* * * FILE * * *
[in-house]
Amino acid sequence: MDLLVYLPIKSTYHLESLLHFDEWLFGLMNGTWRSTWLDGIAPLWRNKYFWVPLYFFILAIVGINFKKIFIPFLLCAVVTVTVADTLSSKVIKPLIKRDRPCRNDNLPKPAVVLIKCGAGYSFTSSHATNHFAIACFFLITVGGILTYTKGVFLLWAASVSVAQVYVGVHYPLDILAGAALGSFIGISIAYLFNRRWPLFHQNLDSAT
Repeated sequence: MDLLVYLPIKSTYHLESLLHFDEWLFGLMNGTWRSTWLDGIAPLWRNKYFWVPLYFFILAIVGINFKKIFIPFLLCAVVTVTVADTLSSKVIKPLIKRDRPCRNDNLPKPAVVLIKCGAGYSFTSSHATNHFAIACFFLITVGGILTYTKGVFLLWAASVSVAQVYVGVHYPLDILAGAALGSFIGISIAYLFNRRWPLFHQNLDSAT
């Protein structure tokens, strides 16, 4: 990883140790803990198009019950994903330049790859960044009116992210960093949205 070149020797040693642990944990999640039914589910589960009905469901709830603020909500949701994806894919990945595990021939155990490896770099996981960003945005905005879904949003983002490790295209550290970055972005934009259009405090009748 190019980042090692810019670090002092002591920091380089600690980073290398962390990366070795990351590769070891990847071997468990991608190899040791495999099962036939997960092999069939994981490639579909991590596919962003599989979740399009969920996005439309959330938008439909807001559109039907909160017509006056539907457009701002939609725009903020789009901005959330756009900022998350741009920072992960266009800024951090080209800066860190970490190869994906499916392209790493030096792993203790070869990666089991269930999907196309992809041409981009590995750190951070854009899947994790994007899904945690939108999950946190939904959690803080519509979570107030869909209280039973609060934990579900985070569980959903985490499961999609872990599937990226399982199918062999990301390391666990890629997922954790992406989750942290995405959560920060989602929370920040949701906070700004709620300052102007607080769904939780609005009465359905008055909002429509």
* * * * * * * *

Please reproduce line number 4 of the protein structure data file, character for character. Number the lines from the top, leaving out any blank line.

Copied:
């Protein structure tokens, strides 16, 4: 990883140790803990198009019950994903330049790859960044009116992210960093949205 070149020797040693642990944990999640039914589910589960009905469901709830603020909500949701994806894919990945595990021939155990490896770099996981960003945005905005879904949003983002490790295209550290970055972005934009259009405090009748 190019980042090692810019670090002092002591920091380089600690980073290398962390990366070795990351590769070891990847071997468990991608190899040791495999099962036939997960092999069939994981490639579909991590596919962003599989979740399009969920996005439309959330938008439909807001559109039907909160017509006056539907457009701002939609725009903020789009901005959330756009900022998350741009920072992960266009800024951090080209800066860190970490190869994906499916392209790493030096792993203790070869990666089991269930999907196309992809041409981009590995750190951070854009899947994790994007899904945690939108999950946190939904959690803080519509979570107030869909209280039973609060934990579900985070569980959903985490499961999609872990599937990226399982199918062999990301390391666990890629997922954790992406989750942290995405959560920060989602929370920040949701906070700004709620300052102007607080769904939780609005009465359905008055909002429509």